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The British and the Iraqis formalized the relationship between the two nations with the Anglo-Iraqi Treaty of 1922.With Faisal's ascension to the throne, the Iraqi Army became the Royal Iraqi Army (RIr A). This was well below the 6,000 men requested by the Iraqi monarchy and even less than the British set limit of 4,500.In early April 1941, during World War II, Rashid Ali al-Gaylani and members of the anti-British "Golden Square" launched a coup d'état against the current government.Prime Minister Taha al-Hashimi resigned and Rashid Ali al-Gaylani took his place as Prime Minister.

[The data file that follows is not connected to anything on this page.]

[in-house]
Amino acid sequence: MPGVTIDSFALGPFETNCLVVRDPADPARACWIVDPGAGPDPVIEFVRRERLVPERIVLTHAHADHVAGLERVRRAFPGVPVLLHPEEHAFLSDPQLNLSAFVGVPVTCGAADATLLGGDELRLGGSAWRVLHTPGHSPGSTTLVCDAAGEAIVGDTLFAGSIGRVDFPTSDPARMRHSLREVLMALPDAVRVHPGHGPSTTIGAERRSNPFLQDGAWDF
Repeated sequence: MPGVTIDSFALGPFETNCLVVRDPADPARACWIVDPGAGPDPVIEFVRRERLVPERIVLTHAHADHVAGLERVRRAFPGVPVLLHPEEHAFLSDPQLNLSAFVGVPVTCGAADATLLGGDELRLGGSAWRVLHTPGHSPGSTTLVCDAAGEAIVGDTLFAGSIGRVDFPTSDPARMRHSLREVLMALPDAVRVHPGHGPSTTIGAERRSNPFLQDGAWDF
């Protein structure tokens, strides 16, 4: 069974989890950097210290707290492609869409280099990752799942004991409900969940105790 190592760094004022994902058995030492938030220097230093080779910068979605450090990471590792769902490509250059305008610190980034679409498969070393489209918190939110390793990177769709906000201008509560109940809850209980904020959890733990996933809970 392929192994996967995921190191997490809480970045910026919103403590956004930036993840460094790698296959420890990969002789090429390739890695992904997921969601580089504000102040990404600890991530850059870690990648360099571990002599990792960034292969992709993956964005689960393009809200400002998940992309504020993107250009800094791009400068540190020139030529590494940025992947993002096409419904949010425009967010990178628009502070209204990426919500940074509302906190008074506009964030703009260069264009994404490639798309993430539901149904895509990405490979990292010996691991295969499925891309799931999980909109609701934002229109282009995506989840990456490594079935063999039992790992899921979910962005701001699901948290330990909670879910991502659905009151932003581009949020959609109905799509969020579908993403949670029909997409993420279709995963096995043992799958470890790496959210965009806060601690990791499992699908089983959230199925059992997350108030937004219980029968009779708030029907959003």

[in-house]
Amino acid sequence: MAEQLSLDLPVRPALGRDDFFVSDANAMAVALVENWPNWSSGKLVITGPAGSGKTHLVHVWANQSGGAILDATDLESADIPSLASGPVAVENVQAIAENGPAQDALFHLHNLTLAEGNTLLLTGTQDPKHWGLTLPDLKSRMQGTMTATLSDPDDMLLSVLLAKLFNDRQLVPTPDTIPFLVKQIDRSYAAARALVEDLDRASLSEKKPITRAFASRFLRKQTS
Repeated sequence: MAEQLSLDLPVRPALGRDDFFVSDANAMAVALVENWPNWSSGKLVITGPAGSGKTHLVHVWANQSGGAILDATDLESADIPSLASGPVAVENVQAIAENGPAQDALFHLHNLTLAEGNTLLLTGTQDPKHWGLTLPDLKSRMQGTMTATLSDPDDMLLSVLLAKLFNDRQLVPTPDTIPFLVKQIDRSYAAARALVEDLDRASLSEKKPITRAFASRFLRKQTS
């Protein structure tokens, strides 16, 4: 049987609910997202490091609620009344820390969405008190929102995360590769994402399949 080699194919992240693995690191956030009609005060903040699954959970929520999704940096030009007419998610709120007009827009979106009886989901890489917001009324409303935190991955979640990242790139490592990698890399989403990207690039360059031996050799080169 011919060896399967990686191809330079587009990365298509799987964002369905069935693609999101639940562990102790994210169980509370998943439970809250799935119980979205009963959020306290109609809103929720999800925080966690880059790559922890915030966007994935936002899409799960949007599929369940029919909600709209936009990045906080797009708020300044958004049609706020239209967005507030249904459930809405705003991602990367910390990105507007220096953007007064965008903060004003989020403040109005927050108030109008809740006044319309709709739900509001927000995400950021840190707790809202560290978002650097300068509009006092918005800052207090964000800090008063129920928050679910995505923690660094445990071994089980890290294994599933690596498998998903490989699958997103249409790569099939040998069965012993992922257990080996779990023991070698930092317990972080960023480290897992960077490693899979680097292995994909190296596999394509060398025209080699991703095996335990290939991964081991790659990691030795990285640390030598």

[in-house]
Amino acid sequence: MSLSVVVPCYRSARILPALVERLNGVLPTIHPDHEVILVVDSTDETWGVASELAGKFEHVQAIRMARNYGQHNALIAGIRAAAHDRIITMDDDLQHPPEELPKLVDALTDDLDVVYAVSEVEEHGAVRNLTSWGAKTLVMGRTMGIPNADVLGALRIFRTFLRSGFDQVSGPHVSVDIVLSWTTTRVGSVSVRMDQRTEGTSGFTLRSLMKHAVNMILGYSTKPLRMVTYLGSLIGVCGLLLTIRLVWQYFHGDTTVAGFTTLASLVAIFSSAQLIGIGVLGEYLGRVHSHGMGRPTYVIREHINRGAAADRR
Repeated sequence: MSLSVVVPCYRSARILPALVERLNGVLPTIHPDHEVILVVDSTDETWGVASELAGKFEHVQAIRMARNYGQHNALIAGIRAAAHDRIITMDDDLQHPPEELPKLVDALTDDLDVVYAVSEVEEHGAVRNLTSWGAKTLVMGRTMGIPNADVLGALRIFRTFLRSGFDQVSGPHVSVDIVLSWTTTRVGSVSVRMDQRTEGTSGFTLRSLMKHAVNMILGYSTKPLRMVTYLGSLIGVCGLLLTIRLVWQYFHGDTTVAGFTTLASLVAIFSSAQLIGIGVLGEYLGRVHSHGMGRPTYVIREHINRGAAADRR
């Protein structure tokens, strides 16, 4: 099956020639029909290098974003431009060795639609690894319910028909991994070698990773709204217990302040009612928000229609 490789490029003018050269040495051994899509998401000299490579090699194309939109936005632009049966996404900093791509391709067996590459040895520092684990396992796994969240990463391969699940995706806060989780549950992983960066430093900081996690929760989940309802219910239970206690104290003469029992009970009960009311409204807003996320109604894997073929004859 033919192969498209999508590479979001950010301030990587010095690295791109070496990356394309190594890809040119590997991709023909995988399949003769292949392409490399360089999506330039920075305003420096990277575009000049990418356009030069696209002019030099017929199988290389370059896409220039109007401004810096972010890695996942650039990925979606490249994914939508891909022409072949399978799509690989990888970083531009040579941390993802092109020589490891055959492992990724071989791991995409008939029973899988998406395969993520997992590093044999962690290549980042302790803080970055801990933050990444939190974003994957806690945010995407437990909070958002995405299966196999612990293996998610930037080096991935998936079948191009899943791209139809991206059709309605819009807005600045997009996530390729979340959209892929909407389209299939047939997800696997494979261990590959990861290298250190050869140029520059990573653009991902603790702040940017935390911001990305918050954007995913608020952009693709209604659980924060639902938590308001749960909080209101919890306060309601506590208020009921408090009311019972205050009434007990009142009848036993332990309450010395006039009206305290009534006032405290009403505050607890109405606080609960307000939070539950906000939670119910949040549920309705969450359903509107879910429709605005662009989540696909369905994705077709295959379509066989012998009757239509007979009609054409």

In addition, the British landed forces at Basra and the Iraqis demanded that these forces be removed.
This was in accordance with the Anglo-Iraqi Treaty of 1930, whereby the United Kingdom would end its official mandate on the condition that the Iraqi government would allow British advisers to take part in government affairs, allow British military bases to remain, and a requirement that Iraq assist the United Kingdom in wartime.
Upon achieving independence in 1932, political tensions arose over the continued British presence in Iraq, with Iraq's government and politicians split between those considered pro-British and those who were considered anti-British.
Rashid Ali also proclaimed himself chief of a "National Defence Government." He did not overthrow the monarchy, but installed a more compliant Regent.
He also attempted to restrict the rights of the British which were granted them under the 1930 treaty.